Here are the state of Virginia's documentation requirements for "owner surrenders":

"§ 3.2-6546. County or city pounds; confinement and disposition of a...-F. Nothing in this section shall prohibit the immediate euthanasia or disposal by the methods listed in subdivisions 1 through 5 of subsection D of an animal that has been released to a pound, animal shelter, other releasing agency, or animal control officer by the animal's rightful owner after the rightful owner has read and signed a statement: (i) surrendering all property rights in such animal; (ii) stating that no other person has a right of property in the animal; and (iii) acknowledging that the animal may be immediately euthanized or disposed of in accordance with subdivisions 1 through 5 of subsection D.No wonder: The report concluded that PETA’s headquarters “does not contain sufficient animal enclosures to routinely house the number of animals annually reported as taken into custody.”

"No wonder: The report concluded that PETA’s headquarters “does not contain sufficient animal enclosures to routinely house the number of animals annually reported as taken into custody.” According to VDACS, PeTA is licensed as a "humane society," and not a "shelter," or "rescue," and as such, can limit their intake to animals requiring the service of humane euthanasia. 

"So, off they go to the gas chamber." Wrong. The use of gas chamber euthanasia in the state of Virginia is prohibited, ironically because of PeTA. § 3.2-6505. Disposal of animals by means of decompression chamber and use of gas chamber for companion animals prohibited


This has got to stop. No matter how you feel about PeTA as an organization, perpetuating disinformation, does animals a great disservice. 

Stop the breeding we stop the killing. I have always said that.

Yes we should stop puppy farms and I agree pet shops are part of the problem. I believe the majority of the problem lies with backyard breeders and irresponsible humans.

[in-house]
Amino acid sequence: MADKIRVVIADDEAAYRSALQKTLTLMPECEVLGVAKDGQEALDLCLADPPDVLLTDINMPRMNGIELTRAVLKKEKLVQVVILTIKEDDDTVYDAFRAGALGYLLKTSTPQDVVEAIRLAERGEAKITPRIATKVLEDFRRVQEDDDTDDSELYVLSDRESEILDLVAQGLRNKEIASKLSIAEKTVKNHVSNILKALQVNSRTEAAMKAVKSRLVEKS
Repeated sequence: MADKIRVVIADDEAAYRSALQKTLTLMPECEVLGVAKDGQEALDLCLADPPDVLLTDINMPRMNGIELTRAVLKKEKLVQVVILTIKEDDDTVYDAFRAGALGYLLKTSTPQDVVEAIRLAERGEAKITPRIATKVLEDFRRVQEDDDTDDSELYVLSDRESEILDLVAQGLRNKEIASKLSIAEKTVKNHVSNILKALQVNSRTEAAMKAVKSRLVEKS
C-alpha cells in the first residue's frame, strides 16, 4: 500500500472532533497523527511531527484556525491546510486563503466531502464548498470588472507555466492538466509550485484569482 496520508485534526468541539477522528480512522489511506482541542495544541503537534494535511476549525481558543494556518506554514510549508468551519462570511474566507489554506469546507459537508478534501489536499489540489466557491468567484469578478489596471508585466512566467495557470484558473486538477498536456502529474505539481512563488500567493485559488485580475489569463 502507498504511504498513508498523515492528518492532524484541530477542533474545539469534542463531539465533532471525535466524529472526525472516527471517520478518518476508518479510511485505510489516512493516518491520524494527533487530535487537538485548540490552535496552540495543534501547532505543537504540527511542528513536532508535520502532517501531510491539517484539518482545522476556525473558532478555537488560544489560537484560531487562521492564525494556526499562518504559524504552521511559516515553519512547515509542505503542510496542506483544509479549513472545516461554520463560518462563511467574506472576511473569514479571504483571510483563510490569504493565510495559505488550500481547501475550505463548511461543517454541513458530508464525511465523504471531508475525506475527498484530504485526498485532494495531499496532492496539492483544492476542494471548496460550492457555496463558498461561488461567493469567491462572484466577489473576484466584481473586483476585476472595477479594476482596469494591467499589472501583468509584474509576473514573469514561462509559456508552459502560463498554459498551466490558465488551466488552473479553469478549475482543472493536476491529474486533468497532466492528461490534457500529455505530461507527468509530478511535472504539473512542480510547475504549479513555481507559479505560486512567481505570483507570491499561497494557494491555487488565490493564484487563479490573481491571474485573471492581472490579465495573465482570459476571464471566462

I don’t understand how people target and attack Peta and open door high kill shelters, they are the last cog in a vicious cycle.

I am not sure how I am all over the place I have said that we need to stop the breeding, this is where the problem starts. I believe legislation is important in ensuring this occurs.

I won’t be ignorant and blame peta or shelters for the mess.

I think society should reevaluate its relationship with companion animals and our abuse of them.



Kerry Baker said:

Nath, in principle I don't have problems with elements of what you are saying.  I'm pleased to hear you like cats although your rant about toxoplasmosis seemed otherwise.  But your discussion is all over the place and you are targeting the end of the process not the cause.  Killing animals in shelters is simply making room for more. 

Take a look at http://www.oscarslaw.org/act-now.php?state=vic

What needs to be done is to put an end to breeders and selling animals in pet shops.  It is obscene that the government allows breeders to continue to keep dogs and cats in shocking conditions while thousands of animals are being slaughtered every year. Deal with the cause, not the symptom. 

Kath you are 100% correct.

This is why banning puppy farms will be a very hard task. I personally cant see it happening anytime soon. :(


Kath Worsfold said:

"It is obscene that the government allows breeders to continue to keep dogs and cats in shocking conditions while thousands of animals are being slaughtered every year."

That is the unfortunate result of the corrupt system the whole world is now a prisoner to - rampant, raving Capitalism. The huge, slavering corporate monster has devoured the whole world.

Because the breeders are part of the corporate capitalist system, they are PROTECTED, rather than persecuted, by governments.